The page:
On Jan 28, 5:36�pm, Randy Yates <ya...@ieee.org> wrote:> "Peter \"Timmy\" Timmins" <no.spam.thank....@invalid.invalid> writes: > > > "Fred Marshall" <fmarshallx@remove_the_x.acm.org> wrote in message > >news:KfCdnWnUyezfueLUnZ2dnUVZ_ofinZ2d@centurytel.net... > > >> As you may know, the "z-domain" is for sampled data / systems much as the > >> s-domain is for continuous data / systems. > > > The z transform is for delayed signals, irrespective of whether or not > > they are sampled. > > Excuse me? Please show me a "t" in the z-transform. > > > z = e^(sT) is an analogue transformation. > > This is a mapping from C to C (C = the complex plane) - it is not a transform. > -- > % �Randy Yates � � � � � � � � �% "My Shangri-la has gone away, fading like > %% Fuquay-Varina, NC � � � � � �% �the Beatles on 'Hey Jude'" > %%% 919-577-9882 � � � � � � � �% � > %%%% <ya...@ieee.org> � � � � � % 'Shangri-La', *A New World Record*, ELOhttp://www.digitalsignallabs.com================================================================================ We can use Fourier analysis for True frequency domain analysis and find magnitude and phase response and Hilbert gives us information regarding phase however its z-transform and Laplace transform that dont really seem to be in some domain. So what is that domain Excuse me? Please show me a "t" in the z-transform.> z = e^(sT) is an analogue transformation.This is a mapping from C to C (C = the complex plane) - it is not a transform. If its not a transform then why call it a "Z-Transform" Also if I'm not moving off the topic, when Differential-PSK gives better result that coherent-PSK under Multipath fading environments (I observed this using scatter plots in Matlab using Rayleigh and Rician models) so why is it not a popular technique in modern cellular systems. Wouldn't 8-DPSK be better than pi/4 shifted QPSK? So we can leave out the carrier recovery circuit.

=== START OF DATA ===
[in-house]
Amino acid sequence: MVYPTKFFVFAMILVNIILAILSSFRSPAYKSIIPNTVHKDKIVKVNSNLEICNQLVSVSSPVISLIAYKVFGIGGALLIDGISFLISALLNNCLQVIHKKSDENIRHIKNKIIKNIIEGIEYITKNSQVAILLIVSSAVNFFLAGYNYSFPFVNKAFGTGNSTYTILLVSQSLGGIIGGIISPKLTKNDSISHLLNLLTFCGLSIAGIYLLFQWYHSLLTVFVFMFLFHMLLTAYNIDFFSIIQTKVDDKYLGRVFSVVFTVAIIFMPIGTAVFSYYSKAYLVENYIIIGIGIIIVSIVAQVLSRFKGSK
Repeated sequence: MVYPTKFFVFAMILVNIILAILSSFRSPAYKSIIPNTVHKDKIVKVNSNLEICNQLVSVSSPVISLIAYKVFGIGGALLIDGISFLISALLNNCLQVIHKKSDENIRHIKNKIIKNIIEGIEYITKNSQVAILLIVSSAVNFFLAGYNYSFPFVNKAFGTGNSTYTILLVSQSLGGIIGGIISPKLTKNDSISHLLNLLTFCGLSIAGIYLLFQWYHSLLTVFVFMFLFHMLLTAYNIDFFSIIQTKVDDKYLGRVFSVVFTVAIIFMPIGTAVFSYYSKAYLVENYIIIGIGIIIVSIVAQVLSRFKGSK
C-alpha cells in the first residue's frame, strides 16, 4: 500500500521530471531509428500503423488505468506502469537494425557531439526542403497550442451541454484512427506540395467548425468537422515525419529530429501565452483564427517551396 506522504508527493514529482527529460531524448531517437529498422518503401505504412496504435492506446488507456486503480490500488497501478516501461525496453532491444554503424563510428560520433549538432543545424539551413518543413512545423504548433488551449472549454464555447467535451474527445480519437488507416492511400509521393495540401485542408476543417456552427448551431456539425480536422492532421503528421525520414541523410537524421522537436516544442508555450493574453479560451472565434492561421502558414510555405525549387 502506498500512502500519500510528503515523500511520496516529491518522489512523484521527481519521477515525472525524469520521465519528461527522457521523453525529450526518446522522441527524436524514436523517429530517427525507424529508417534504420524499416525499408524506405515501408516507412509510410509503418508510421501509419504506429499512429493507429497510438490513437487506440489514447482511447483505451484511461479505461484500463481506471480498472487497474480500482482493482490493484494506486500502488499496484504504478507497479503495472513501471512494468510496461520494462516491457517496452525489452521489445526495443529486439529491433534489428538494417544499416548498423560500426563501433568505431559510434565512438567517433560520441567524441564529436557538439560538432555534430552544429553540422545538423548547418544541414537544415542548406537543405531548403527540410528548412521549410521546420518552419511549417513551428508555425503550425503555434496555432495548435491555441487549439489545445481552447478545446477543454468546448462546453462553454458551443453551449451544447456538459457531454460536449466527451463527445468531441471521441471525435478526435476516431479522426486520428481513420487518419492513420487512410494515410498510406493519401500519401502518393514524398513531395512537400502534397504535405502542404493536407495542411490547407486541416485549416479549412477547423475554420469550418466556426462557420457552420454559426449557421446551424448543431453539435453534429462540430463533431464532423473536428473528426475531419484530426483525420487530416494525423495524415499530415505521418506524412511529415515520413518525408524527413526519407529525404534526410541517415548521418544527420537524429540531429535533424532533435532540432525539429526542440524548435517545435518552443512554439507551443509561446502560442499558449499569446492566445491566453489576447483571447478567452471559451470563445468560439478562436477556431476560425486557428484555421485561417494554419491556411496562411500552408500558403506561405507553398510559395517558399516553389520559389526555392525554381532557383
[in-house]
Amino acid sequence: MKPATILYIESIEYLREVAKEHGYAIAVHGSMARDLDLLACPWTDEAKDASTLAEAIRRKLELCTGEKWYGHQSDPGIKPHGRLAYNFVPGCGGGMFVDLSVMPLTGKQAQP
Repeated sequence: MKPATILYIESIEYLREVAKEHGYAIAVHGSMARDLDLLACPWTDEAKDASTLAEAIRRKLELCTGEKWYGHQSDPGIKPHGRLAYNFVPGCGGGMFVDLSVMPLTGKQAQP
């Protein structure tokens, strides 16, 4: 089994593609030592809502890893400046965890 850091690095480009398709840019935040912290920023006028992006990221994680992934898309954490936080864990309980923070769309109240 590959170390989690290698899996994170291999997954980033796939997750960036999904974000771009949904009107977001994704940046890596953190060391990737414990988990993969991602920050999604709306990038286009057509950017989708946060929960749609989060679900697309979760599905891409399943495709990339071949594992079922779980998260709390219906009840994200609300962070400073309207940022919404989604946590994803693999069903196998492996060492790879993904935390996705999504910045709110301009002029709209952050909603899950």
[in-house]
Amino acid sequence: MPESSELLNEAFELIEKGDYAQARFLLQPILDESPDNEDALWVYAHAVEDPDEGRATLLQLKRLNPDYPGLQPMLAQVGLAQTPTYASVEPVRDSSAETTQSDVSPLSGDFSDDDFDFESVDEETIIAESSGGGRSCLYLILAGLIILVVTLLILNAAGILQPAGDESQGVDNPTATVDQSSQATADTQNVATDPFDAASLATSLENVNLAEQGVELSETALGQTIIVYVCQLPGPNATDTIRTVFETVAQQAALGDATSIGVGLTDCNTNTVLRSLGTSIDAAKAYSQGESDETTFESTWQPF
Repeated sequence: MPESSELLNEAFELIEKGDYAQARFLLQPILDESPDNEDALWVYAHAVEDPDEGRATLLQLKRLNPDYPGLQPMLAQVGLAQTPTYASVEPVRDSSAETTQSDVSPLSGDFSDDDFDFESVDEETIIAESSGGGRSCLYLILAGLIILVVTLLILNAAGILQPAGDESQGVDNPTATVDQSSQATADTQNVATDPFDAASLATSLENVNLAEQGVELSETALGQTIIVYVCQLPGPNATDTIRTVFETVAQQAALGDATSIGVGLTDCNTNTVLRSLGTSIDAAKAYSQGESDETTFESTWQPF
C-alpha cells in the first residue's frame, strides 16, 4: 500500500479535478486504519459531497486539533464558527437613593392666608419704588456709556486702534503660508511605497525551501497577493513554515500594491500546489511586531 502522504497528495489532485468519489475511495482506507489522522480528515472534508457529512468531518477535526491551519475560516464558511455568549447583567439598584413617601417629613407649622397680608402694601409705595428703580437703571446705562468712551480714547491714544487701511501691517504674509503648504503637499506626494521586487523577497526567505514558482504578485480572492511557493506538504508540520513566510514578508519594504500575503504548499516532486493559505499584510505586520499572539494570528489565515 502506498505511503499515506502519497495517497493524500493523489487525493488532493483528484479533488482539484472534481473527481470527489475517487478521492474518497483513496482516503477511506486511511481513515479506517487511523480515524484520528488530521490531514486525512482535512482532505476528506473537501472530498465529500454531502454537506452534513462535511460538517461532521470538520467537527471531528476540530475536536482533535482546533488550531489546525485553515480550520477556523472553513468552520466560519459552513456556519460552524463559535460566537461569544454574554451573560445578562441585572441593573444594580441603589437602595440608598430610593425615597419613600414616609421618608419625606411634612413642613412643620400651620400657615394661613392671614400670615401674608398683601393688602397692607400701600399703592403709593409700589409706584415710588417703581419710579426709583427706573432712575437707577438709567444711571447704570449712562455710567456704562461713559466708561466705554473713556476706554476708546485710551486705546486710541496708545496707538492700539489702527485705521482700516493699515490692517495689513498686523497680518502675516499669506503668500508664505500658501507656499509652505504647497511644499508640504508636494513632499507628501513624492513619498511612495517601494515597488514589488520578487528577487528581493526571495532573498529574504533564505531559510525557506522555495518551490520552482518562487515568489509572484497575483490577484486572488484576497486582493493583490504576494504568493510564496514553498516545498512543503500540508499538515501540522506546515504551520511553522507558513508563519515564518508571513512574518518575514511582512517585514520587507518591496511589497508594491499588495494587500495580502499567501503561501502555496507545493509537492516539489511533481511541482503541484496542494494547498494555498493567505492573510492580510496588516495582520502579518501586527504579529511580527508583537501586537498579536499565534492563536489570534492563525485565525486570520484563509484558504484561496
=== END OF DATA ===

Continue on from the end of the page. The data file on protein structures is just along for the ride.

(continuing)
# Using Z-transform with continous time signals

Started by ●January 27, 2009

Reply by ●January 28, 20092009-01-28

Reply by ●January 28, 20092009-01-28